Thursday, March 26, 2009

Grand Marais Watercolor

Start with these reference images:

Start painting background to foreground on the composition. Using a blue hue indicate the top of the sky. Come down adding water to your brush and a slight amount of red or pink. Come down to the horizon line. Let dry.

Start to show the tree shapes using your value study to indicate your light values. Show the local hue of the foreground with different colors. While the pigment is still wet, apply saran wrap or wax paper. Let dry.

When you remove your wax or saran paper you will see some nice textures that the papers created. Using your middle values now, indicate your shapes from your value study with mid-values hues - similar colors, but darker values. Let dry.

Show a horizon line with a darker value than the sky. Carry down that color trying not to cover up all of your first wash. Using your dark values bring out those dark shapes with a variety of colors. Using a rigger brush show some dead branches and some brush.

Friday, March 20, 2009

Roses Watercolor

Start with these reference images:

For this painting we will be doing a wet into wet technique. Wet the entire paper with clean water. If you are working on a board you will have to staple, tape, or bulldog clip your piece of paper to the board.

Start to drop on local color in the areas where your roses will be placed - let your colors mingle and mix on their own. Use a variety of shapes and sizes. Show a placement of where the vase will be placed. While the pigment is still wet use a piece of a credit card and start to carve out shapes, using your value study as a reference. Let dry.

Using middle values start to build up the roses and leaves, indicating their shapes by their values. Show stems in the glass vase, soften the edges while the pigments are still wet. Let dry.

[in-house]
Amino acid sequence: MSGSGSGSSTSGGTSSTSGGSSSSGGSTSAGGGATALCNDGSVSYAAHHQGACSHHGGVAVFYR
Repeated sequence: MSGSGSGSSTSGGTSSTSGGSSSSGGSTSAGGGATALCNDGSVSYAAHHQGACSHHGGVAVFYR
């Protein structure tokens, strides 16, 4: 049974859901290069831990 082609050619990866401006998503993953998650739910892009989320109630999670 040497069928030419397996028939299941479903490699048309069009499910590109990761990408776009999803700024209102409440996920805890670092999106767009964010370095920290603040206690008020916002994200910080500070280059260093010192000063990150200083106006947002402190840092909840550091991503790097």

The last wash will be using our darkest values. One of the roses should be larger than the other to be the center of interest. Place your darkest dark next to your lightest value to make that flower stand out. Add some interest by adding detail to the leaves.

Saturday, March 14, 2009

Winter Stream Watercolor

Start with these reference images:

Begin painting the background sky area with a light value. Continue into the foliage area, watching your negative shapes (the sky) as well as your positive shapes (the trees). Make interesting shapes. Show where the bridge will go by leaving white for the snow on top of the railings. While the pigment is still wet use a credit card and scratch out some trees in the background. Indicate the area of the stream using a similar palette as the background. Start to show snow drifts.

We will now be using our middle values, similar colors but darker values. Show a shadow side of the left snow area in the foreground. Develop the bridge area. Break up the background by adding some darker shapes.

Using our darkest values on the value scale, go over the water area with darks, doing some line work on top to show some movement in the water. Put some dark trees in the background. Using a rigger brush show some branches on the trees. Soften edges where the water meets the snow.